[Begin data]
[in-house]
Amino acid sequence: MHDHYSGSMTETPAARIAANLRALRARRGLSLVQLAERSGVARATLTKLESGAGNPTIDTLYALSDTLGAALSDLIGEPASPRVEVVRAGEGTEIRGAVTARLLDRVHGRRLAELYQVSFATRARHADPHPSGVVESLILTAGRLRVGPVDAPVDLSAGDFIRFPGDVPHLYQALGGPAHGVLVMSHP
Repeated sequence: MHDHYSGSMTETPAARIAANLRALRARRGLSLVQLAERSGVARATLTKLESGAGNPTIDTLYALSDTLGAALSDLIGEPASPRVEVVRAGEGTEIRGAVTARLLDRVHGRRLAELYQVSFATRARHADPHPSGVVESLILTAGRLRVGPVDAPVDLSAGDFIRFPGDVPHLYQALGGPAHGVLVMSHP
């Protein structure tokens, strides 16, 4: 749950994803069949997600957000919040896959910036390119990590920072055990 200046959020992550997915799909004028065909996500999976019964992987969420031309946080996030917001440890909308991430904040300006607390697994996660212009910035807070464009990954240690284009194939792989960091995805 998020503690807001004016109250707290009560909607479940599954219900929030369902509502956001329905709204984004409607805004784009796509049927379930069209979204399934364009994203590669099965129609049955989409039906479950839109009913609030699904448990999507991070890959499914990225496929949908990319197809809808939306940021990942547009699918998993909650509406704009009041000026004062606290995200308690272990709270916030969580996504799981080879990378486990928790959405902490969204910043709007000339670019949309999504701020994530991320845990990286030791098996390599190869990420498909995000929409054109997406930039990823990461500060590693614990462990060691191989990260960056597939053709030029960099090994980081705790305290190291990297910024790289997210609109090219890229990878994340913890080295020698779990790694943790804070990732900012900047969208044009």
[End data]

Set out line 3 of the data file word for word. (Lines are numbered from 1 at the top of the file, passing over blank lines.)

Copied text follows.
Repeated sequence: MHDHYSGSMTETPAARIAANLRALRARRGLSLVQLAERSGVARATLTKLESGAGNPTIDTLYALSDTLGAALSDLIGEPASPRVEVVRAGEGTEIRGAVTARLLDRVHGRRLAELYQVSFATRARHADPHPSGVVESLILTAGRLRVGPVDAPVDLSAGDFIRFPGDVPHLYQALGGPAHGVLVMSHP